What’s Real about Real Business Cycles Theory?
from Lars Syll
In the nineteenth and twentieth centuries economists usually thought they could perceive a pattern of cyclical movements in overall economic activity. These observed patterns of regularity came to be called “business cycles”.
When I began my economics studies in the 1970s a large part of the curricula were still devoted to teaching students elementa of these recurrent phases of macroeconomic processes.
Today – although we still often talk about “business cycles” – mainstream macromodels of “business cycles” do not really contain anything of what we used to mean by the unfolding of repetitive, periodic phases in the development of economies over time. Business cycles theory in academia today is rather about economic fluctuations set within microfounded macromodels where hyperrational representative actors optimize over time – and where the dividing line between more traditional growth theory and short-run economic ups and downs is more or less imperceivable
So, something rather drastic has happened on the way. I think one of the main reasons for the turn in focus and aspiration levels when it comes to business cycles theory has to do with the advent of the Real Business Cycles Theory in the 1980s.
Real business cycles theory (RBC) basically says that economic cycles are caused by technology-induced changes in productivity. It says that employment goes up or down because people choose to work more when productivity is high and less when it’s low. This is of course nothing but pure nonsense – and how on earth those guys that promoted this theory could be awarded The Sveriges Riksbank Prize in Economic Sciences in Memory of Alfred Nobel is really beyond comprehension.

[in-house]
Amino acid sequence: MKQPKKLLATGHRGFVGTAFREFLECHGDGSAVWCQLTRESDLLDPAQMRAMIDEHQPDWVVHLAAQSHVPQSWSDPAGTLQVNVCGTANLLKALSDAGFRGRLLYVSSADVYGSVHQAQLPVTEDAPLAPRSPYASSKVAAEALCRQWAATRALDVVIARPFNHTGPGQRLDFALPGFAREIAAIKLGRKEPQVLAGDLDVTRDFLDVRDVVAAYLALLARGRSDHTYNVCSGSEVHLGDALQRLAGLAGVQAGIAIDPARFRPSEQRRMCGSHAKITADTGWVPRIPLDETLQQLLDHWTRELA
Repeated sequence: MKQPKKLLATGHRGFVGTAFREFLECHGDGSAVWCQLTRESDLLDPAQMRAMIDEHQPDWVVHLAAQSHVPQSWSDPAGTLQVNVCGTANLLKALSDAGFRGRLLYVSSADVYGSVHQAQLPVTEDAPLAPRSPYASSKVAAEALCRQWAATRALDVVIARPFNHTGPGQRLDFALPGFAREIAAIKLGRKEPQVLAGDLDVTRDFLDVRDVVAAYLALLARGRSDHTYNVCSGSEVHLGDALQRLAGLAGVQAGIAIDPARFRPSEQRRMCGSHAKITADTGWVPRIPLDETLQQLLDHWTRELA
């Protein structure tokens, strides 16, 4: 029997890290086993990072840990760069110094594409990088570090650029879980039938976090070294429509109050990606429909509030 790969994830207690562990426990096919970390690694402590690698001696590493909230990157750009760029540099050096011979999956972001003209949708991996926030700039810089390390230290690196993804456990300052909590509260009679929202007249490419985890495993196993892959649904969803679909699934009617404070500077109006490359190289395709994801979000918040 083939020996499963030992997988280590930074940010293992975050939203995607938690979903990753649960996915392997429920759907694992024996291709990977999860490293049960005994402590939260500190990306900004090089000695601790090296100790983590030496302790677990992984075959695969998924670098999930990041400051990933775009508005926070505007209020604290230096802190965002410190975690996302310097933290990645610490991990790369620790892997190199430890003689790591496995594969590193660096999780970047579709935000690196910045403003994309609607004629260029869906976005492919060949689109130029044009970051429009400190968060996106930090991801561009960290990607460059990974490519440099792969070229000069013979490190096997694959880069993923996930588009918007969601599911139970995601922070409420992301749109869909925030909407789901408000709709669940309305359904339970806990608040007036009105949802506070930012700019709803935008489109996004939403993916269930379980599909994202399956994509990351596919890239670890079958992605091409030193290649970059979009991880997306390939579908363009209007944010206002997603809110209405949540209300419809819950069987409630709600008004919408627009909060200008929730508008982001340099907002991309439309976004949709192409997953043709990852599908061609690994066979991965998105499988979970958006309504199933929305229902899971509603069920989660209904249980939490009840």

In yours truly’s History of Economic Theories (4th ed, 2007, p. 405) it was concluded that
the problem is that it has turned out to be very difficult to empirically verify the theory’s view on economic fluctuations as being effects of rational actors’ optimal intertemporal choices … Empirical studies have not been able to corroborate the assumption of the sensitivity of labour supply to changes in intertemporal relative prices. Most studies rather points to expected changes in real wages having only rather little influence on the supply of labour.
And this is what Lawrence Summers – in Some Skeptical Observations on Real Business Cycle Theory - had to say about RBC:
The increasing ascendancy of real business cycle theories of various stripes, with their common view that the economy is best modeled as a floating Walrasian equilibrium, buffeted by productivity shocks, is indicative of the depths of the divisions separating academic macroeconomists …
If these theories are correct, they imply that the macroeconomics developed in the wake of the Keynesian Revolution is well confined to the ashbin of history. And they suggest that most of the work of contemporary macroeconomists is worth little more than that of those pursuing astrological science …
The appearance of Ed Prescott’ s stimulating paper, “Theory Ahead of Business Cycle Measurement,” affords an opportunity to assess the current state of real business cycle theory and to consider its prospects as a foundation for macroeconomic analysis …